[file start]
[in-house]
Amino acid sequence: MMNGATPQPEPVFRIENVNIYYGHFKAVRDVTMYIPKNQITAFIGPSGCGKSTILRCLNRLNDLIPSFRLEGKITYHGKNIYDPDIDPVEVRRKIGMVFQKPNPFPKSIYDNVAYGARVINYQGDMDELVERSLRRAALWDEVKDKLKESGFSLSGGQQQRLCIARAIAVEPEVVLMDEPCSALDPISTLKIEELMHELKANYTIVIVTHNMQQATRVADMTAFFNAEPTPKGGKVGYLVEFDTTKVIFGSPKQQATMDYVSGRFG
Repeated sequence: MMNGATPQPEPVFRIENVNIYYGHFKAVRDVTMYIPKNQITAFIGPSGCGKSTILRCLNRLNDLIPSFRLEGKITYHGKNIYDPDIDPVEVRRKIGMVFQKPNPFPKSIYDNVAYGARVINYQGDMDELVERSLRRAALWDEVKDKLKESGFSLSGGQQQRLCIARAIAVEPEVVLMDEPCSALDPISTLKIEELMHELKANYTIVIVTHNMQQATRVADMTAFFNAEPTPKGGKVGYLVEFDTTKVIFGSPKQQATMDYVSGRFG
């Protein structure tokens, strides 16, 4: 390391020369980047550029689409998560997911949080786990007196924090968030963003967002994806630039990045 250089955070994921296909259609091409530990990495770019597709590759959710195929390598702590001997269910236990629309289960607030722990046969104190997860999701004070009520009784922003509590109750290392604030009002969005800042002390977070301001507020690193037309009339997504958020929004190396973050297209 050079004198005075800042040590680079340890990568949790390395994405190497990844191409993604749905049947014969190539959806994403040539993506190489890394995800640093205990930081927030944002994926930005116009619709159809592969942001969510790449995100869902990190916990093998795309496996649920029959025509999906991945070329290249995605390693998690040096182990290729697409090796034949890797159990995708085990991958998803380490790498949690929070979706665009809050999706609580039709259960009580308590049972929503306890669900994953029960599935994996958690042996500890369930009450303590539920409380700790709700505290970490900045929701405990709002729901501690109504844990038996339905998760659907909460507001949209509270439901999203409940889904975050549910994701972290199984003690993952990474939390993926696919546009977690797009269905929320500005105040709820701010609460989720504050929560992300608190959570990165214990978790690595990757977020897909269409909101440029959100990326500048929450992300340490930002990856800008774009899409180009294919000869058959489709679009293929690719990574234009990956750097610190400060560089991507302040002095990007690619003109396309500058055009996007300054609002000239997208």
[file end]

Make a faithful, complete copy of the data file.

[in-house]
Amino acid sequence: MMNGATPQPEPVFRIENVNIYYGHFKAVRDVTMYIPKNQITAFIGPSGCGKSTILRCLNRLNDLIPSFRLEGKITYHGKNIYDPDIDPVEVRRKIGMVFQKPNPFPKSIYDNVAYGARVINYQGDMDELVERSLRRAALWDEVKDKLKESGFSLSGGQQQRLCIARAIAVEPEVVLMDEPCSALDPISTLKIEELMHELKANYTIVIVTHNMQQATRVADMTAFFNAEPTPKGGKVGYLVEFDTTKVIFGSPKQQATMDYVSGRFG
Repeated sequence: MMNGATPQPEPVFRIENVNIYYGHFKAVRDVTMYIPKNQITAFIGPSGCGKSTILRCLNRLNDLIPSFRLEGKITYHGKNIYDPDIDPVEVRRKIGMVFQKPNPFPKSIYDNVAYGARVINYQGDMDELVERSLRRAALWDEVKDKLKESGFSLSGGQQQRLCIARAIAVEPEVVLMDEPCSALDPISTLKIEELMHELKANYTIVIVTHNMQQATRVADMTAFFNAEPTPKGGKVGYLVEFDTTKVIFGSPKQQATMDYVSGRFG
């Protein structure tokens, strides 16, 4: 390391020369980047550029689409998560997911949080786990007196924090968030963003967002994806630039990045 250089955070994921296909259609091409530990990495770019597709590759959710195929390598702590001997269910236990629309289960607030722990046969104190997860999701004070009520009784922003509590109750290392604030009002969005800042002390977070301001507020690193037309009339997504958020929004190396973050297209 050079004198005075800042040590680079340890990568949790390395994405190497990844191409993604749905049947014969190539959806994403040539993506190489890394995800640093205990930081927030944002994926930005116009619709159809592969942001969510790449995100869902990190916990093998795309496996649920029959025509999906991945070329290249995605390693998690040096182990290729697409090796034949890797159990995708085990991958998803380490790498949690929070979706665009809050999706609580039709259960009580308590049972929503306890669900994953029960599935994996958690042996500890369930009450303590539920409380700790709700505290970490900045929701405990709002729901501690109504844990038996339905998760659907909460507001949209509270439901999203409940889904975050549910994701972290199984003690993952990474939390993926696919546009977690797009269905929320500005105040709820701010609460989720504050929560992300608190959570990165214990978790690595990757977020897909269409909101440029959100990326500048929450992300340490930002990856800008774009899409180009294919000869058959489709679009293929690719990574234009990956750097610190400060560089991507302040002095990007690619003109396309500058055009996007300054609002000239997208």